On 30 January 1933 Adolf Hitler was appointed Chancellor, with von Papen as Vice Chancellor, the Reichstag was dissolved and new elections set for 5 March 1933, but on 27 February 1933 the Reichstag was burnt down, the Nazis blamed the Communists. At the March 1933 elections with the full power of the police state behind them, with naked intimidation and propaganda to help them the Nazis increased their share of the vote to over 17,000,000 or 44% of the votes cast.
Adolf Hitler further strengthened his grip on power following the destruction of the senior cadre of the SA storm troopers including his long time comrade Ernst Röhm, during the so-
In the course of the next four years Hitler enjoyed a dazzling string of domestic and international triumphs, outwitting rival politicians abroad just as he had defeated his opponents at home. In 1935 he flouted the Treaty of Versailles and began to build up the army by conscripting five times its permitted number. He persuaded the British government to allow an increase in the German navy and in March 1936 he occupied the de-
Hitler sought closer ties with Benito Mussolini which resulted in the Rome –Berlin pact of 1936 and two years later saw the Anschluss (Annexation) of his homeland Austria and in the same year the ‘liberation’ of the Sudeten Germans. Hitler’s sabre-
With Poland conquered Hitler then embarked on his domination of Europe, Denmark, Norway and a lightning campaign in Western Europe with the campaigns against Holland, Belgium, Luxemburg and France in six weeks. After the fall of France in June 1940 only Great Britain opposed the might of Nazi Germany, and the courageous Royal Air Force defeated the Luftwaffe over the skies of Britain and thus Hitler experienced his first reverse. Hitler abandoned plans to launch a sea-
Hitler’s fatal decision to invade the Soviet Union on 22 June 1941 was to prove the turning point of the Second World War. Hitler was convinced of an easy victory, told Jodl, his Chief of Staff: “You only have to kick in the door and the whole rotten structure will come crashing down.” At first the German armies carried all before them overwhelming the Red Army, encircling Leningrad and reaching the outer suburbs of Moscow but are halted by determined Soviet resistance and the onset of one of the coldest Russian winters. The German generals favoured a swift strike against Moscow before the winter set in, but Hitler over-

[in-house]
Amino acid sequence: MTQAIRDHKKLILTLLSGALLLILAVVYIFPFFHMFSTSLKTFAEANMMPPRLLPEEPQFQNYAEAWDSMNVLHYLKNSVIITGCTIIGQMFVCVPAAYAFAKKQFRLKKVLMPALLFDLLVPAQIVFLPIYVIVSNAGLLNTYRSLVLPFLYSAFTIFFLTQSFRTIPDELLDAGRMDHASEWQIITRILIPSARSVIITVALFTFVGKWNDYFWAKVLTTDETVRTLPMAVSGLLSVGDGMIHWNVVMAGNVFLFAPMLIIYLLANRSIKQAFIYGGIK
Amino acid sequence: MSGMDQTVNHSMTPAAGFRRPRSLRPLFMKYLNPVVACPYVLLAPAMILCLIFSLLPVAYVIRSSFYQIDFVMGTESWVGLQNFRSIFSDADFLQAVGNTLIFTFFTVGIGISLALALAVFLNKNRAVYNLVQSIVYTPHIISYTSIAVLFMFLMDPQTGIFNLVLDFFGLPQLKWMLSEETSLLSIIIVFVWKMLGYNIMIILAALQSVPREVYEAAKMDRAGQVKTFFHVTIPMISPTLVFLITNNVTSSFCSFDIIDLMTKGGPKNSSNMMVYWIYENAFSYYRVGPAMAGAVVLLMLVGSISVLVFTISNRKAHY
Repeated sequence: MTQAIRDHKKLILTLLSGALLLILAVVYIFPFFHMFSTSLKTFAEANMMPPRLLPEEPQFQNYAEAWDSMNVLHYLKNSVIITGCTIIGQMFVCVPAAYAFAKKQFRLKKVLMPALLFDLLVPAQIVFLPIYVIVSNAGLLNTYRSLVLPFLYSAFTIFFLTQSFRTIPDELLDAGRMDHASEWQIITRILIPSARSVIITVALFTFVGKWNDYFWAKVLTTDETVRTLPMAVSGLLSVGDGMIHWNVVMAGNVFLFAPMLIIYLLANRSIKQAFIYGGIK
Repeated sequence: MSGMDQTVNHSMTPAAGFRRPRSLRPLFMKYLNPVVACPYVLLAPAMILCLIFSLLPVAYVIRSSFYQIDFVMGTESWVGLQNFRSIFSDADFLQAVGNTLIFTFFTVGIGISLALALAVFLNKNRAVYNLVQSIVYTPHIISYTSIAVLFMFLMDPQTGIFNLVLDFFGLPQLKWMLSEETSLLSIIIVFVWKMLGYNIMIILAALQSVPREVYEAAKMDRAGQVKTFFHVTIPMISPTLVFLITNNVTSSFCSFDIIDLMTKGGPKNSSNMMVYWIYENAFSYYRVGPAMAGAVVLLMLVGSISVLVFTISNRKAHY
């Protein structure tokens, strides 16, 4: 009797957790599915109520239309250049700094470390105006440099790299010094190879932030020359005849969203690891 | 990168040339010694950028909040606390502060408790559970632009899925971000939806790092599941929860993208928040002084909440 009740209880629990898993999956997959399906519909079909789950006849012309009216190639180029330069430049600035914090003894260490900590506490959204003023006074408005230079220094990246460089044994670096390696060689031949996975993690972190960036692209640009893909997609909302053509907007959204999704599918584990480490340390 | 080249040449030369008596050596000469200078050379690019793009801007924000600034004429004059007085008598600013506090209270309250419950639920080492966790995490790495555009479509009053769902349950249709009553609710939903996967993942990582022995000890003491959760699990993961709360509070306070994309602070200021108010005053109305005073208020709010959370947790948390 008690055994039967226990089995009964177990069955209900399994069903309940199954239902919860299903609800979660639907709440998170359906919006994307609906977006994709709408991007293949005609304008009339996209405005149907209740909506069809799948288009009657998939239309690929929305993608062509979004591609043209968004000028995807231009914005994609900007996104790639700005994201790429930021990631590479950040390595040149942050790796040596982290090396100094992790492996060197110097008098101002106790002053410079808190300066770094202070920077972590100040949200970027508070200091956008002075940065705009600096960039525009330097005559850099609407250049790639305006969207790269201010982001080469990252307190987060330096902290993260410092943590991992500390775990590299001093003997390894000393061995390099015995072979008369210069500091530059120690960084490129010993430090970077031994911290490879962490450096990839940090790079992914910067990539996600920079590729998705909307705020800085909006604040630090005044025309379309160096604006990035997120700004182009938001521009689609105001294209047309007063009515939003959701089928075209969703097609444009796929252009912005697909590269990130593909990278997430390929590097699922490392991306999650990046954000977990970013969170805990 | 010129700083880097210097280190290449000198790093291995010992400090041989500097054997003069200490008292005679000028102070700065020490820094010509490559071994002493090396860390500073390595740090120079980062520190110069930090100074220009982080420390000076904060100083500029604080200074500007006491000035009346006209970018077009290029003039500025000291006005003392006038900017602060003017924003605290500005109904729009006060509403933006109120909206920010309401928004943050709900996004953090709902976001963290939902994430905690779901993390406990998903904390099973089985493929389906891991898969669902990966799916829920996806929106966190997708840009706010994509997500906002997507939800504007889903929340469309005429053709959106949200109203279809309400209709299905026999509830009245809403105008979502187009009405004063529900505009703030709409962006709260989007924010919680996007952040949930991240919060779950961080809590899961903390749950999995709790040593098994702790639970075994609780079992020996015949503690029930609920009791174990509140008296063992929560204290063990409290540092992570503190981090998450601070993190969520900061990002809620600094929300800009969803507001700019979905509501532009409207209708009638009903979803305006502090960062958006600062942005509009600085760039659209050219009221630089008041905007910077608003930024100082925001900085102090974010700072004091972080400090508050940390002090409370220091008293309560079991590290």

During the month of July 1943 the Allied forces captured Sicily and Mussolini’s regime collapsed in Italy, and after a long campaign in Italy liberated Rome on 4 June 1944. Two days later the Allies landed on the beaches of Normandy, under Operation Overlord, and the Nazis grip on mainland Europe was being loosened for all time. German generals visiting Hitler at the Führer’s Headquarters known as he Wolf’s Lair at Rastenburg deep in the East Prussian forests were shocked at how Hitler’s health had deteriorated under the regime of drugs prescribed by his physician Dr. Theodor Morell. Hitler now shunned all public appearances and retreated into an isolated world, mistrusting his Generals and all but his trusted sycophants. On 20 July 1944 Claus von Stauffenberg, a severely wounded officer carried a bomb in his briefcase, which he placed by a table support in the map room, where Hitler was giving a briefing. The briefcase was moved and whilst the explosion killed four officers, Hitler suffered only minor injuries, though four officers were killed and seven more injured. The plot collapsed and those arrested were either murdered by drum-
As the Red Army advanced Hitler abandoned the FHQ in Rastenburg and sought refuge in the Führerbunker in Berlin and as the Soviet forces approached Berlin on 19 March 1945 Hitler ordered the destruction of what remained of the German industry, still standing after the ferocious Allied bombing campaign, had reduced most major German cities to rubble. Hitler to the end showed the same passion for destruction to his own German people as he had to the extermination of the Jews of Europe and Slavic people, whom he considered sub-
On 29 April 1945 he married his long-
Who’s Who in Nazi Germany by Robert S Wistrich, published by Routledge, London 1995
Leaders and Personalities of the Third Reich by Charles Hamilton published by R. James Bender 1984
History of the Second World War – The Brutal Reich, published by Purnell & Sons Limited 1966
Fall Weiss by Slawomir Wucyna published by Agencja Wydawnicza, Warsaw 1997
Photograph – Chris Webb Archive
© Holocaust Historical Society 2014